Adderall is a prescription stimulant that treats attention deficit hyperactivity disorder (ADHD) and some sleep disorders like narcolepsy. This brand-name medicine is a combination of amphetamine and dextroamphetamine, and it comes in both an immediate-release and extended-release formulas.
While Adderall was approved as a treatment in the United States by the Food and Drug Administration (FDA) in 1960, this medication experienced a boom in popularity in the 1990s, partly due to changes in the medical understanding of ADHD, followed by greater diversion of the drug by children with these prescriptions who gave their Adderall to friends or family. This stimulant, along with Ritalin, became infamous as a “study drug,” mistakenly believed to increase learning ability and skill. While stimulant drugs increase attention and alertness, they do not increase the ability to absorb information. Taking Adderall and other drugs for these reasons is prescription misuse and can lead to addiction. Thousands of people currently struggle with Adderall abuse and addiction.
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Withdrawal Symptoms from Adderall
Different people experience Adderall withdrawal for different lengths of time, depending on how large their dose was and how long they have struggled with abuse. Typically, withdrawal does not last longer than 10 days. This medication has a half-life of about 10 hours, according to the pharmaceutical company, Shire LLC. The first withdrawal symptoms will begin about one day after the final dose is taken.
Attempting to stop Adderall abuse without the oversight of a medical professional can be dangerous. Suddenly quitting Adderall can lead to the “Adderall crash,” a condition of intense and uncomfortable withdrawal symptoms. The main withdrawal symptoms include:
- Sleep disturbances
- Sluggishness or low energy
- Appearing slow or drunk
According to the Australian Government’s Department of Health, the most common symptoms occurred among with these frequencies:
- Irritability: 78%
- Depression: 50%
- Physical aches and pains: 58%
- Impaired social functioning: 46%
Other symptoms associated with Adderall withdrawal include:
- Panic attacks
- Intense hunger
- Insomnia or sleeplessness
- Fatigue or exhaustion
- Suicidal ideation
- Intense cravings for the drug
- Nausea or vomiting
- Stomach aches or cramping
Attempting to quit this stimulant drug “cold turkey” may lead to a syndrome that resembles severe depressive disorder. Symptoms of this condition may include:
- Excessive sleep
- Serious psychomotor retardation, or very slow movements
At its most dangerous, the withdrawal syndrome associated with Adderall can cause:
- Extreme paranoia
- Cardiac arrest
- Schizophrenia-like symptoms, including hallucinations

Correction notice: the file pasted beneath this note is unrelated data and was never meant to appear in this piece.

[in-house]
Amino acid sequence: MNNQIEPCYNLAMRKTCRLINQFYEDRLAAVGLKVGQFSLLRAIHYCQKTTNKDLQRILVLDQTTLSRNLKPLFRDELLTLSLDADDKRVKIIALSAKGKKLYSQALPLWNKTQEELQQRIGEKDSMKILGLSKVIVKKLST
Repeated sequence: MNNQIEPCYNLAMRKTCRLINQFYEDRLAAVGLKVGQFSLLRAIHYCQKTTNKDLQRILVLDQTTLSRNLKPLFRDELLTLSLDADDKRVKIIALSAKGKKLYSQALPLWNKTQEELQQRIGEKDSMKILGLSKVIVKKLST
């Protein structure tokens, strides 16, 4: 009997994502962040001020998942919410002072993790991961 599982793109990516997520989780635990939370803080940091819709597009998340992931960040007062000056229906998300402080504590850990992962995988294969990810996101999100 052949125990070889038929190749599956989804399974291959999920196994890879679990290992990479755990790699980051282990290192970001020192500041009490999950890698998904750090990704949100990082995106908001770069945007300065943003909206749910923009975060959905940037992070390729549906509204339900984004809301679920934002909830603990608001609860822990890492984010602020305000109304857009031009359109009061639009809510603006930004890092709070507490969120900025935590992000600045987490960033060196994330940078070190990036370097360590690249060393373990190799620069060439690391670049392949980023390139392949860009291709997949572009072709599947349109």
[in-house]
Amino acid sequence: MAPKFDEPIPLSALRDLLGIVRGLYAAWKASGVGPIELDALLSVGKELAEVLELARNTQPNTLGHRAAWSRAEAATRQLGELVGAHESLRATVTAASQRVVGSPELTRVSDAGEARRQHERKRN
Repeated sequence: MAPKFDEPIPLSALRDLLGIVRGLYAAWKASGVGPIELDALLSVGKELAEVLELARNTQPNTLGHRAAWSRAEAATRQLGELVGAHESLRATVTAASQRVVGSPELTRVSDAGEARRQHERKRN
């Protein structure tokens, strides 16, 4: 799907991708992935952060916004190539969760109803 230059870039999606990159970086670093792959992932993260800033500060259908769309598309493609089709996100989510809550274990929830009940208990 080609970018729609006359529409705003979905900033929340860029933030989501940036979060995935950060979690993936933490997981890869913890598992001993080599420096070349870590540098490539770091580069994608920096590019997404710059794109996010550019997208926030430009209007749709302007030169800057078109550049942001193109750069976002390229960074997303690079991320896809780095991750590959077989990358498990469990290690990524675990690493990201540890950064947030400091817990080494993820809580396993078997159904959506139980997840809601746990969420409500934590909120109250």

Even when Adderall is taken as prescribed, it is important to get a doctor’s help tapering down, or weaning off, the prescription. For those who struggle with Adderall abuse or addiction, getting help from an addiction specialist to safely detox in a similar way is very important, to avoid relapsing back into addiction.
Working with a Doctor to Detox Is the Safest Option
A doctor will work with their patient to ease the dose of Adderall until the body is no longer dependent on the drug. For people who take Adderall as prescribed, weaning off this medication may cause mild withdrawal symptoms but should not be that difficult.
There are no specific medical treatments to ease withdrawal symptoms associated with stimulant drugs like Adderall, so weaning off the drug is the best process. Behavioral approaches, like Cognitive Behavioral Therapy, can help those struggling with addiction to manage the long-term experience of withdrawal.
Working with a doctor to create a tapering schedule will gradually ease the body and brain off dependence on Adderall. Each schedule will be slightly different, and a physician will assess each patient to determine how serious their withdrawal symptoms are. Some over-the-counter painkillers or other medicines may temporarily relieve withdrawal symptoms.
In addition to weaning off Adderall with a doctor’s help, adding gradual lifestyle changes to one’s routine can reduce symptoms.
One of the withdrawal symptoms from Adderall is increased appetite since stimulants suppress the appetite. When appetite returns, eating healthy food and preparing nutritious meals can improve overall health.
Low-impact exercise can also address physical pain long-term by improving circulation, physical strength, and flexibility. Exercises like walking, yoga, or tai chi may smooth the experience of withdrawal.
Getting regular sleep is also extremely important when detoxing from stimulants like Adderall. Because stimulants increase energy, they disrupt sleep; withdrawal symptoms may include oversleeping, or paradoxical insomnia, especially due to discomfort. One of the long-term methods of treating insomnia includes creating small rituals or habits around bedtime, like avoiding screens (e.g., phones, computers, etc.), deep breathing exercises, and getting into bed and waking up at the same time every day.
A Comprehensive Plan
Visit a physician or therapist to discuss a treatment plan, or contact a comprehensive addiction treatment program. Adderall addiction can lead to serious harm, including overdose or death. By working with an addiction specialist, anyone who needs to end Adderall addiction can develop a plan to wean off the stimulant and then receive comprehensive therapy to address substance abuse issues.